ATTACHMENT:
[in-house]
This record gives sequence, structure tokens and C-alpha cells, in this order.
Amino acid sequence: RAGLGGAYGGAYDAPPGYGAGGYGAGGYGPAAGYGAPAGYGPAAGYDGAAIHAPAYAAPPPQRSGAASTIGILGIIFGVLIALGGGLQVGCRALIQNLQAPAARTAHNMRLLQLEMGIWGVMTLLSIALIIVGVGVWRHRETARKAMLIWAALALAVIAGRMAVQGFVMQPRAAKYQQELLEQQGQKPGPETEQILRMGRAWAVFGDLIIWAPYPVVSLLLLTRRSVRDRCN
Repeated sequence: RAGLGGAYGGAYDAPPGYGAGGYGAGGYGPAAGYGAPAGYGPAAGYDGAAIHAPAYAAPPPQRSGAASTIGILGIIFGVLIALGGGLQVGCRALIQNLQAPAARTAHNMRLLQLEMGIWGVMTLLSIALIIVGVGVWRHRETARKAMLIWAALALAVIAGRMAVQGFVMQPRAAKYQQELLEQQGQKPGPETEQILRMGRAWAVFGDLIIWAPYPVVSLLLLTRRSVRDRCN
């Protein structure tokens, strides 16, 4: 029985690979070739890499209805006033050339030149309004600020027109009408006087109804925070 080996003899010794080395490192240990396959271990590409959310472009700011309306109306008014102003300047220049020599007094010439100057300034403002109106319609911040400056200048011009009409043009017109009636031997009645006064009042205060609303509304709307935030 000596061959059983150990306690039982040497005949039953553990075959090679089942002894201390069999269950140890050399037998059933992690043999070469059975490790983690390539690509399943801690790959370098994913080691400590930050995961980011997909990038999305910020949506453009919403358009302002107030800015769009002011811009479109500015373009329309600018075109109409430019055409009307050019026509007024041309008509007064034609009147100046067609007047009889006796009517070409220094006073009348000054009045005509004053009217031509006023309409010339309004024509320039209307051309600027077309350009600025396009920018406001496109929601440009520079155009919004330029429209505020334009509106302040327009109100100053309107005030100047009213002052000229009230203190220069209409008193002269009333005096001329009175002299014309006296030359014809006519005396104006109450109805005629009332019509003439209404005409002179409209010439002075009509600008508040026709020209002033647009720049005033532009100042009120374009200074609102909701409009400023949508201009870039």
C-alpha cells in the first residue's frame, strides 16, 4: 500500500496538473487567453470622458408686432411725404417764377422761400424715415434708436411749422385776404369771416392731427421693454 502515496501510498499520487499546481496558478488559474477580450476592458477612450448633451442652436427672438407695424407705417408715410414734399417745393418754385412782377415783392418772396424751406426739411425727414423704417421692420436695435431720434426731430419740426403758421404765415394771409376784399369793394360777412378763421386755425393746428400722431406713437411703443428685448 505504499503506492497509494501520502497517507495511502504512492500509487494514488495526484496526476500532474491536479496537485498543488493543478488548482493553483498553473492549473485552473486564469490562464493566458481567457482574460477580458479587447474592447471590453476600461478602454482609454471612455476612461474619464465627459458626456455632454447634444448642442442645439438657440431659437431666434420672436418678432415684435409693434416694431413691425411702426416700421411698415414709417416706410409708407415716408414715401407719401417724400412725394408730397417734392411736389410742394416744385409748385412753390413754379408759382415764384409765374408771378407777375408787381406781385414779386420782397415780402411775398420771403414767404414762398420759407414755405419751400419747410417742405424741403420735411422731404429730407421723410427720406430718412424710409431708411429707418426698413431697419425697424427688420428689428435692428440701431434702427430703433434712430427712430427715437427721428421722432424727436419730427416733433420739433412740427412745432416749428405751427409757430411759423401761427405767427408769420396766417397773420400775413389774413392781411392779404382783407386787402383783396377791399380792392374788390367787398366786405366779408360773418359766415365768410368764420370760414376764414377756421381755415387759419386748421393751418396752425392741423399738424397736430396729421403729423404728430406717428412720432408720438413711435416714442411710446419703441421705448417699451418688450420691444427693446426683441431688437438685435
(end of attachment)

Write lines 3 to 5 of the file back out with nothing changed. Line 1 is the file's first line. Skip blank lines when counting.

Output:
Amino acid sequence: RAGLGGAYGGAYDAPPGYGAGGYGAGGYGPAAGYGAPAGYGPAAGYDGAAIHAPAYAAPPPQRSGAASTIGILGIIFGVLIALGGGLQVGCRALIQNLQAPAARTAHNMRLLQLEMGIWGVMTLLSIALIIVGVGVWRHRETARKAMLIWAALALAVIAGRMAVQGFVMQPRAAKYQQELLEQQGQKPGPETEQILRMGRAWAVFGDLIIWAPYPVVSLLLLTRRSVRDRCN
Repeated sequence: RAGLGGAYGGAYDAPPGYGAGGYGAGGYGPAAGYGAPAGYGPAAGYDGAAIHAPAYAAPPPQRSGAASTIGILGIIFGVLIALGGGLQVGCRALIQNLQAPAARTAHNMRLLQLEMGIWGVMTLLSIALIIVGVGVWRHRETARKAMLIWAALALAVIAGRMAVQGFVMQPRAAKYQQELLEQQGQKPGPETEQILRMGRAWAVFGDLIIWAPYPVVSLLLLTRRSVRDRCN
């Protein structure tokens, strides 16, 4: 029985690979070739890499209805006033050339030149309004600020027109009408006087109804925070 080996003899010794080395490192240990396959271990590409959310472009700011309306109306008014102003300047220049020599007094010439100057300034403002109106319609911040400056200048011009009409043009017109009636031997009645006064009042205060609303509304709307935030 000596061959059983150990306690039982040497005949039953553990075959090679089942002894201390069999269950140890050399037998059933992690043999070469059975490790983690390539690509399943801690790959370098994913080691400590930050995961980011997909990038999305910020949506453009919403358009302002107030800015769009002011811009479109500015373009329309600018075109109409430019055409009307050019026509007024041309008509007064034609009147100046067609007047009889006796009517070409220094006073009348000054009045005509004053009217031509006023309409010339309004024509320039209307051309600027077309350009600025396009920018406001496109929601440009520079155009919004330029429209505020334009509106302040327009109100100053309107005030100047009213002052000229009230203190220069209409008193002269009333005096001329009175002299014309006296030359014809006519005396104006109450109805005629009332019509003439209404005409002179409209010439002075009509600008508040026709020209002033647009720049005033532009100042009120374009200074609102909701409009400023949508201009870039």